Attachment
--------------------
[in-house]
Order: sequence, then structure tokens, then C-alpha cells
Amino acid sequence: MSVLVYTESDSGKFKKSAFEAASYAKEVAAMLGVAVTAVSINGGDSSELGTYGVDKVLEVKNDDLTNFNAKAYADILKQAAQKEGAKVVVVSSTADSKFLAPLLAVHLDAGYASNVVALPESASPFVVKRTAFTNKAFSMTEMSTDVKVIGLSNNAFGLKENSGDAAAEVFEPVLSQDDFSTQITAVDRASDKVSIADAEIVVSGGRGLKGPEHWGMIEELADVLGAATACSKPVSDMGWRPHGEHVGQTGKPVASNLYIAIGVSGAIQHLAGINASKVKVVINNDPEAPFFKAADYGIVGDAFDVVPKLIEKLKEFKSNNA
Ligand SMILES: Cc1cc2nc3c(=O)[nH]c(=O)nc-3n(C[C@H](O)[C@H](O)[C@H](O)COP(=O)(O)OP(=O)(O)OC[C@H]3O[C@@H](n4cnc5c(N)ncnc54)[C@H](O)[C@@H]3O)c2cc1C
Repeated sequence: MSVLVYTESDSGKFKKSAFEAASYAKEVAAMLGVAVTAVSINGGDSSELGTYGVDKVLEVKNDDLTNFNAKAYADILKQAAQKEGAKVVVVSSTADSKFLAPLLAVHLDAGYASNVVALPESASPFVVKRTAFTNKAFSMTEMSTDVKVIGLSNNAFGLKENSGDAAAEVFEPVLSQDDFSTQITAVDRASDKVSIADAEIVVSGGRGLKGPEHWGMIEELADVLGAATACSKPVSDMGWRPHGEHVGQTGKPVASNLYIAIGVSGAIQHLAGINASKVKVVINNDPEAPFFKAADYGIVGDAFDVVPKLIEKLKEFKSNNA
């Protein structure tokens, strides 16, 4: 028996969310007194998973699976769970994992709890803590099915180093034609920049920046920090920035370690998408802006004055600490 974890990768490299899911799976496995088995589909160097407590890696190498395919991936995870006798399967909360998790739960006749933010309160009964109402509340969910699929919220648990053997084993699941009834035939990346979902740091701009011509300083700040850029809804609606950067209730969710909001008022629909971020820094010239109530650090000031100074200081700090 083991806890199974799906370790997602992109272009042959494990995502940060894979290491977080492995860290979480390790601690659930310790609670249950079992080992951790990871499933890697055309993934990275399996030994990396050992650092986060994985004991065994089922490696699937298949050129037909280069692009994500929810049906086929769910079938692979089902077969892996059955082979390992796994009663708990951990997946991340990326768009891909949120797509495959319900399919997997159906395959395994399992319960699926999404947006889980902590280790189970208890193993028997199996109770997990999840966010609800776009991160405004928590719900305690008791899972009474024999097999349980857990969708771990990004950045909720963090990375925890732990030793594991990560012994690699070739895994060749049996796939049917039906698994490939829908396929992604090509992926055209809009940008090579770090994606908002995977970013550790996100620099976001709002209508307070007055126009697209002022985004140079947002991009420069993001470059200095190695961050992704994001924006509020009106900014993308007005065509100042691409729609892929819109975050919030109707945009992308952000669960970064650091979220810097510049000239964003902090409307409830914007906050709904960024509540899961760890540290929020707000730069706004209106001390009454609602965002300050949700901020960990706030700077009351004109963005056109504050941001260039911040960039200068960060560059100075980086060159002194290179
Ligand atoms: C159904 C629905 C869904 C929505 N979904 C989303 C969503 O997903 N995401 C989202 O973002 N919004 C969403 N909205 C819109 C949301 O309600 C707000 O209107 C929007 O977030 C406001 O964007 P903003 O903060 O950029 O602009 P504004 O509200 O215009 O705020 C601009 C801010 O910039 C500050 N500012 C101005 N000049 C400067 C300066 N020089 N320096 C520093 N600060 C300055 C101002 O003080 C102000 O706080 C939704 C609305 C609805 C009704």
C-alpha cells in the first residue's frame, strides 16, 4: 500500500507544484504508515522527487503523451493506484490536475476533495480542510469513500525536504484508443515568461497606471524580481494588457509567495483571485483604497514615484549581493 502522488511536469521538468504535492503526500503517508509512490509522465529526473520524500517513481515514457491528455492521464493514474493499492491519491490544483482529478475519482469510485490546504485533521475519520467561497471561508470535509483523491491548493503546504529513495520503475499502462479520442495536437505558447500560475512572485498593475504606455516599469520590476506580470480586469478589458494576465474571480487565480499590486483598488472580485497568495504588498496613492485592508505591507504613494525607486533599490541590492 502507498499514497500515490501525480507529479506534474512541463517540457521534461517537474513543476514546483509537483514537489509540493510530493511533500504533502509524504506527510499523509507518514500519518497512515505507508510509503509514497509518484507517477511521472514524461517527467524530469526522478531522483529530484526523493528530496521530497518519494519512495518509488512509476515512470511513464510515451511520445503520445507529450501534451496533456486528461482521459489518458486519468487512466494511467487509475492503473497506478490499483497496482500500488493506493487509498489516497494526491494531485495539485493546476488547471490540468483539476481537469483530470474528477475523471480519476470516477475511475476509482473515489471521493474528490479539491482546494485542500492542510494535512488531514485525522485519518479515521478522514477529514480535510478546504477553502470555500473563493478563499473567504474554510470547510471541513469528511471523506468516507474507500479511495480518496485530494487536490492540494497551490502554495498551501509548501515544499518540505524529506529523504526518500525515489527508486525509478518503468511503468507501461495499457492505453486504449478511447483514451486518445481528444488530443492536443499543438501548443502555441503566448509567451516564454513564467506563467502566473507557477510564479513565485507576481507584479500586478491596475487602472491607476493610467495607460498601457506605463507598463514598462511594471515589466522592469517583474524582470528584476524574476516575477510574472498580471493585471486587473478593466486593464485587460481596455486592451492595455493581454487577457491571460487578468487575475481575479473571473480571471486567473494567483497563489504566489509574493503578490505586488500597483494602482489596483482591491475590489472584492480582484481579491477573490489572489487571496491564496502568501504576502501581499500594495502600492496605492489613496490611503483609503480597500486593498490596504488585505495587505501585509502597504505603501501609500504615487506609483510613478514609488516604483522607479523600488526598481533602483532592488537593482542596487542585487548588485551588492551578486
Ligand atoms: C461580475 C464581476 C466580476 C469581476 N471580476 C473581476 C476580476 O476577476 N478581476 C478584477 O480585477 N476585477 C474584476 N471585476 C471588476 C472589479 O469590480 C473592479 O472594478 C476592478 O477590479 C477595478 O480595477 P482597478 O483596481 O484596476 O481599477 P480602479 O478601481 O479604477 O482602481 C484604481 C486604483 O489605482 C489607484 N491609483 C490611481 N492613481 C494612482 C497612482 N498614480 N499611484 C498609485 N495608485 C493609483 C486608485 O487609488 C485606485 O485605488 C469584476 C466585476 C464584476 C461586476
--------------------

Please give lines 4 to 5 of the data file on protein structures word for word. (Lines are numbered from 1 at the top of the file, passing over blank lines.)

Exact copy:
Ligand SMILES: Cc1cc2nc3c(=O)[nH]c(=O)nc-3n(C[C@H](O)[C@H](O)[C@H](O)COP(=O)(O)OP(=O)(O)OC[C@H]3O[C@@H](n4cnc5c(N)ncnc54)[C@H](O)[C@@H]3O)c2cc1C
Repeated sequence: MSVLVYTESDSGKFKKSAFEAASYAKEVAAMLGVAVTAVSINGGDSSELGTYGVDKVLEVKNDDLTNFNAKAYADILKQAAQKEGAKVVVVSSTADSKFLAPLLAVHLDAGYASNVVALPESASPFVVKRTAFTNKAFSMTEMSTDVKVIGLSNNAFGLKENSGDAAAEVFEPVLSQDDFSTQITAVDRASDKVSIADAEIVVSGGRGLKGPEHWGMIEELADVLGAATACSKPVSDMGWRPHGEHVGQTGKPVASNLYIAIGVSGAIQHLAGINASKVKVVINNDPEAPFFKAADYGIVGDAFDVVPKLIEKLKEFKSNNA